Business Finance and Credit

Business Finance and Credit

Rule #1 of a Business Line of Credit – Banks Finance Performance Not Vision:

As a business owner, you have probably felt the wrath of your bank’s credit policies and are still wondering what happened; or worse, still have a relationship with them on their terms! What you probably did not realize is that it has always been a one sided, unrequited relationship. The majority of business owners have little or no idea how bank credit works and how it can affect their operations. Unfortunately, business owner will constantly return to their banks repeatedly expecting a different outcome (definition of insanity).

Have you ever been declined for a business loan that you needed to increase or improve revenue? The cardinal sin of the majority of business owners is that they use a completely different matrix for finance than their banks. This is because the majority of business owners make two erroneous assumptions:

  1. A short term liability like a business loan is exactly like cash on a balance sheet
  2. Internal growth rate is a function of debt service

First, I will address number one. Have you ever heard of a company that “grew into bankruptcy”? Sounds counterintuitive but this is how it happens; Although an operating line looks and smells like cash to a small business owner because they can purchase inventory, make payroll, expand their business, etc; it is a liability! The bank knows this, which is why the finance performance not vision. They cannot accurately measure your financial condition without determining the ability to cash flow the debt you as a business owner are requesting from the bank. Business owners generally dismiss this because they treat liabilities like cash but neglect to acknowledge the drag they are creating on their business.

This leads to number two. Internal growth rate is the retained earnings of a business that also projects the ability to handle debt. This is what banks look for. If your projected growth is beyond the internal growth rate your company can handle, by definition you need external financing. What if you have a potential for explosive growth as the result of an improving economy? Refer to rule number 1! For a lack of a way to put it, banks do not care. They are more concerned about debt service and collateral and vision provides neither.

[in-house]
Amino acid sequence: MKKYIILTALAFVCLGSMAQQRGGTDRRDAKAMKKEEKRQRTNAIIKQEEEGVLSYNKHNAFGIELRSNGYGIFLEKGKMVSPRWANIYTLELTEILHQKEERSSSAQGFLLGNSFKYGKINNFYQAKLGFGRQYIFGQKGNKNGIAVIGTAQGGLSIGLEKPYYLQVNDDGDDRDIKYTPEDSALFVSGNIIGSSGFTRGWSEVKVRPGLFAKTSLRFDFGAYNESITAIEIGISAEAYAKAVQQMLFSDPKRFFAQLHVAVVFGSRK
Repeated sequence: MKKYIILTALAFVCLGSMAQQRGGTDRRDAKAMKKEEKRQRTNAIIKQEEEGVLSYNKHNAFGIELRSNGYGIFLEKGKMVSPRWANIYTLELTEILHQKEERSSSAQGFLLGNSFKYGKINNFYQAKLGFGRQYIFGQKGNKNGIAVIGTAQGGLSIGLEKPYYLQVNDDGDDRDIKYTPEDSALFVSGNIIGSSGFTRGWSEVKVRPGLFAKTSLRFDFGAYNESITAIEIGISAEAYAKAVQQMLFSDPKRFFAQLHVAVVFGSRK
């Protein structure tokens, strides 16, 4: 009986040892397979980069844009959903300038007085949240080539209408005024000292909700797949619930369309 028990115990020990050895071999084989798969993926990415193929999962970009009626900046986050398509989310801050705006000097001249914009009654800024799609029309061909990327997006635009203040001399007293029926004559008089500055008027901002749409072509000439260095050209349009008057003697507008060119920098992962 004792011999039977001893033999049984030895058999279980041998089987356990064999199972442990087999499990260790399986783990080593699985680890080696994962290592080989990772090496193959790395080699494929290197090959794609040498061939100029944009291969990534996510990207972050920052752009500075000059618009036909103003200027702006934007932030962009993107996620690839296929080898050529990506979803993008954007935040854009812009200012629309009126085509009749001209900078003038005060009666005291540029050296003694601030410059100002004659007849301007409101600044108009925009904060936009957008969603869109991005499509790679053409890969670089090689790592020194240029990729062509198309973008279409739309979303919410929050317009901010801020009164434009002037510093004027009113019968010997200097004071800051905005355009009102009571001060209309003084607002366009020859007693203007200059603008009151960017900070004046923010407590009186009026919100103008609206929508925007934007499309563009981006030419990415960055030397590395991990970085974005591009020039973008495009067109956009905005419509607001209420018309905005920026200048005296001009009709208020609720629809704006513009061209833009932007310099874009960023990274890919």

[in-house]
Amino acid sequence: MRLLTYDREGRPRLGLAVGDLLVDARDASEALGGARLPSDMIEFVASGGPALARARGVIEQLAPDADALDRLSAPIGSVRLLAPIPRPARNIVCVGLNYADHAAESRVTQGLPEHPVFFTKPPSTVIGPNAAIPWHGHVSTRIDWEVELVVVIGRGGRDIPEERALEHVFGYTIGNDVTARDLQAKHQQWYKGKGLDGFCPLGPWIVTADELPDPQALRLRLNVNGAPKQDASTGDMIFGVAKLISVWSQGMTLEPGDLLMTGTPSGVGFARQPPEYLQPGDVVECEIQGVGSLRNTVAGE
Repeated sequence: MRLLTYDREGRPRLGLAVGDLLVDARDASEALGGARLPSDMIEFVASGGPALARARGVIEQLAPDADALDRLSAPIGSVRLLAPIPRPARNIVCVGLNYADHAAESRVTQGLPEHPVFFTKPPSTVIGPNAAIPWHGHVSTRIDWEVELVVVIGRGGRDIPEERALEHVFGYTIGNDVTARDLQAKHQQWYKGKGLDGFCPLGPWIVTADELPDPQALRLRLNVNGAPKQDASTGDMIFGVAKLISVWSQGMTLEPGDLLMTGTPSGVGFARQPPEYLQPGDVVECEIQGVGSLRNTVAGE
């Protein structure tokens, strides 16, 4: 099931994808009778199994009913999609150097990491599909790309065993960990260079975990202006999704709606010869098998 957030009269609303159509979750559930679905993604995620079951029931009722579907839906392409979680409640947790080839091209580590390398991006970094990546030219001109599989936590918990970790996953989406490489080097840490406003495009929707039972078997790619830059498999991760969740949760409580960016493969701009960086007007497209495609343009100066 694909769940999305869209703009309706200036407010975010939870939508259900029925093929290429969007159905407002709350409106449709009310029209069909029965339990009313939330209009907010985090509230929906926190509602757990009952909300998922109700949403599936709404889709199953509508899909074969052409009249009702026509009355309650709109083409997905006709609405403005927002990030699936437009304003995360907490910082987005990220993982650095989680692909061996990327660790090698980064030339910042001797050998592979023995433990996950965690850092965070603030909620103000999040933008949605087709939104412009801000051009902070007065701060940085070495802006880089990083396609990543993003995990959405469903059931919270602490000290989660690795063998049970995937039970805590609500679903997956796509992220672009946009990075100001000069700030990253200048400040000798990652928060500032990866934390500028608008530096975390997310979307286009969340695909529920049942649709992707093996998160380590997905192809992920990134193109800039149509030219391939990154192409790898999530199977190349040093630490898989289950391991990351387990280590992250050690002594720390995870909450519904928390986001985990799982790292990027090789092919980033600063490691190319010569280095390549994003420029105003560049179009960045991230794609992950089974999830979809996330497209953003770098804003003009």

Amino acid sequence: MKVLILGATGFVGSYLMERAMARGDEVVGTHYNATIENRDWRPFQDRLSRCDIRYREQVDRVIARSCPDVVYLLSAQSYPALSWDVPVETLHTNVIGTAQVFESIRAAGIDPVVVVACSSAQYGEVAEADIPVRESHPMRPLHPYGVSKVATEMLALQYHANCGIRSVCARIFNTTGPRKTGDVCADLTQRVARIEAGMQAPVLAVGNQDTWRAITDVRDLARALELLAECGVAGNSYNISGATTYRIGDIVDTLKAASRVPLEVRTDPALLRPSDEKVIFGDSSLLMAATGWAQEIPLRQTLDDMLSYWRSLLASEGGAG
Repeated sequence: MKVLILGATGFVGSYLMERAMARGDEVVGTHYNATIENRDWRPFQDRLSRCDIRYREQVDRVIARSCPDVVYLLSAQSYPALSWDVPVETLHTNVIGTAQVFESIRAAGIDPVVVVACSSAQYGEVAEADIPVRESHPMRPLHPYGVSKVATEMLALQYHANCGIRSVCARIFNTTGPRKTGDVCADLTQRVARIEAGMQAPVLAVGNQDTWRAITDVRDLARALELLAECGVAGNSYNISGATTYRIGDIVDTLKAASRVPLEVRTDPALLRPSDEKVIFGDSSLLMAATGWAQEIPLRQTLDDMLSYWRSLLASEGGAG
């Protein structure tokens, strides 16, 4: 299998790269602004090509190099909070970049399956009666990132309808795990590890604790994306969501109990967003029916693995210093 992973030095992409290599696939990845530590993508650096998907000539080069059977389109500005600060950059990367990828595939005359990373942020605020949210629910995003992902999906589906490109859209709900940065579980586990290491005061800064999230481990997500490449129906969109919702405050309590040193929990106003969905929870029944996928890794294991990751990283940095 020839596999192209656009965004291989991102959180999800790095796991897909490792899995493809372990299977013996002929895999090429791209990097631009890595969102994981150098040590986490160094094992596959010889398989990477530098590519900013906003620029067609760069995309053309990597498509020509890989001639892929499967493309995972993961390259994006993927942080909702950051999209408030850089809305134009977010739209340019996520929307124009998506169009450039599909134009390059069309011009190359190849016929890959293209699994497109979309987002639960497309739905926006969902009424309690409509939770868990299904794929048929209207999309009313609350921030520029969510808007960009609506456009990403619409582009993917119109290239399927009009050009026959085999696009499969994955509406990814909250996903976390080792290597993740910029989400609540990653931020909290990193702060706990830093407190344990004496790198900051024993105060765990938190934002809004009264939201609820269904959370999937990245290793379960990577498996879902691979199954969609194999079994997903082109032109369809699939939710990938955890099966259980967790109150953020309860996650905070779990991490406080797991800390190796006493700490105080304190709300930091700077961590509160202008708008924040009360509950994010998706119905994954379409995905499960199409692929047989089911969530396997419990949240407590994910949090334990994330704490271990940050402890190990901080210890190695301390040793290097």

To be fair to banks, it is extraordinarily difficult to quantify their client’s operational capacities without underwriting performance. Performance is the matrix for banks because performance signals several things:

  1. Barrier to entry has been met
  2. Equity is more than likely build into the success of the business
  3. There it probably more collateral
  4. The businesses systems and operations are prove
  5. Core competencies are well defined

Therefore, a bank can peruse through the financial condition of the prospective business and determine their ability to debt service the short-term liability they are providing with depositors cash deposits who are expecting a guaranteed return on the money. The truth is, the cost of money from banks is very inexpensive however, it is many more time more difficult to fit within their credit box, which is why vision is not financed.

There are options but you need to be prepared to divorce your bank and find other financial products. Here are some very solid suggestions:

  1. Factor your receivables – It costs more but it is boundless. As fast as you can turn your A/R is as fast as you can have cash in hand to cease all the opportunity in your market. Even if you qualify for a business line of credit, that may not be enough to finance your growth and if you commit to this, refer to rule number 1. Always treat this as a method to find a new plateau for your business and once you have capitalized on the increase market share and growth rate is between 2-5% return to the bank.
  2. Finance your building with a non-bank SBA Lender – Non-bank SBA lenders are transactional lenders. They will generally subordinate soft assets like A/R and Inventory, which will allow the business owner to fully utilize all credit instruments to their maximum potential.

AIG – Their Corporate Silver Spoon and Tax Payer Dollars

AIG – Their Corporate Silver Spoon and Tax Payer Dollars

AIG, too big to fail, propped up with another infusion of cash from the coffers of the U.S. Treasury. $170 billion of tax payer dollars that is suppose to prevent a catastrophic disaster. Instead of being grateful and humble, AIG executives prove once again the disconnect between the high powered business world and the working world. No “we really appreciate your help”. Just more excuses to justify millions of dollars in bonuses for them. Perhaps it’s time to call their bluff and let them fail. By handing out bonuses, AIG and other companies who find nothing wrong with it, are creating an atmosphere that makes it harder for congress to justify and approve more money down the road that would be intended to help them. Why should they get more?